Identifying Solutions to Everyday Problems

Problem Recognition

Our attention for the week shifted from acclimating ourselves to the design software to analyzing problems encountered in everyday life. In order to do this, we analyzed problems from the perspective of proximity, scope, and practicality. Problems we looked at were local, narrow and specific in scope, and able to be resolved using realistic means. Once we chose our respective issues, we diagnosed responses through the lens of, “How can we…” or “How may we…”. These questions came in the form of improving an already existing product, removing the bad in something, changing the status quo, questioning assumptions, and so forth. After enduring the process, our team came up with three individual problems that we hope to resolve as part of our semester project. The first problem is one that many college students can relate to: struggling to tie a tie. The second also deals with active students, as objects can easily fall out of pants and coat pockets. Finally, our last problem was a lack of portable music optionality. Our ideating poster is shown below.

In addition, Mike Bohlman, the Assistant Dean of Technology at the College of Media, spoke to us about the various maker projects he has embarked on in order to solve everyday problems that he encounters. He touched on three projects in particular: first, there was the airplane radio he designed, then the litter box that notified him when it needed to be cleaned, and finally a smart board game that allowed for reusability while still keeping the consistency in tact. His presentation, along with the two articles “Ten Ways to Evaluate a New Business Idea” and “Creative Sparks”, gave us great inspiration for the rest of the semester, and I look forward to improving on the ideas we have already generated.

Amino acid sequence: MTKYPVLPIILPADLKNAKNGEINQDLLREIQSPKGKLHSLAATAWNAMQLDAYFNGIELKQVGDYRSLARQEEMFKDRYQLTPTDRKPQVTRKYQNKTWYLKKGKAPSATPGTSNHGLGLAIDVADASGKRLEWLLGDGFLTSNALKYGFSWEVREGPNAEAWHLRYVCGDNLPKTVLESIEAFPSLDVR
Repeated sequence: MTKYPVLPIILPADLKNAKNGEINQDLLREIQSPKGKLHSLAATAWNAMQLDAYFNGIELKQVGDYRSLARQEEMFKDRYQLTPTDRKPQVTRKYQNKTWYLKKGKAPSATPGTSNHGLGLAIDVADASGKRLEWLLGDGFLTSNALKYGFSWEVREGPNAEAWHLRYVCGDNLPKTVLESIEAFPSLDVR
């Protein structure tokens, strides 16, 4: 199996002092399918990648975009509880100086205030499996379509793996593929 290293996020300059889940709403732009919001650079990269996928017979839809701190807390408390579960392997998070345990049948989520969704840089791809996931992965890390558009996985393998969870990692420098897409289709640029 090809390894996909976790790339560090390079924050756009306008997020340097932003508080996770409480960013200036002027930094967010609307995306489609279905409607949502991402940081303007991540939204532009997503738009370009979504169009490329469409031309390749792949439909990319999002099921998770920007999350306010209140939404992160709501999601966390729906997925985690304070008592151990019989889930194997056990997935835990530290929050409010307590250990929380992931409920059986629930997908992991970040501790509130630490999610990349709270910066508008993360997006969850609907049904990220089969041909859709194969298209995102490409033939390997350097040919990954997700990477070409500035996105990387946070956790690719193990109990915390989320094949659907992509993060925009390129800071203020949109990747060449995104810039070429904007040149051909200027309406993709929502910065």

Food for Thought

One outside article I found to be particularly interesting was one titled “Dubai: DEWA Innovation Center to Offer Education in 3D Printing & More for the Disabled”, in which a radical initiative by the Dubai government aims to encourage 3D printing. Already, 150 students are enrolled in a program to teach them advanced technologies, such as robotics and 3D printing. This program specifically targets disable students, as learning these technologies, where manual labor is at a minimum, will propel them ahead in the job market.

Another article, titledĀ “3D Food-Printing Developed in Cambridge”, is one that strongly resonated with me. As a self-proclaimed “foodie”, I enjoy food, but not the hassle of going to the grocery store. This Cambridge-based company, Dovetail, developed a 3D printer that utilizes pre-packaged liquids and certain forms of raw ingredients to produce food, and can print food on demand from a smartphone. While I would enjoy this for selfish reasons, scientists also believe it could be one avenue in which to curb the global food problem. Very exciting!

“3D Food-printing Developed in Cambridge.” BBC News. BBC, 13 Feb. 2017. Web. 27 Feb. 2017.

Millsaps, Bridget Butler. “Dubai: DEWA Innovation Center to Offer Education in 3D Printing & More for the Disabled.” N.p., 24 Feb. 2017. Web. 26 Feb. 2017.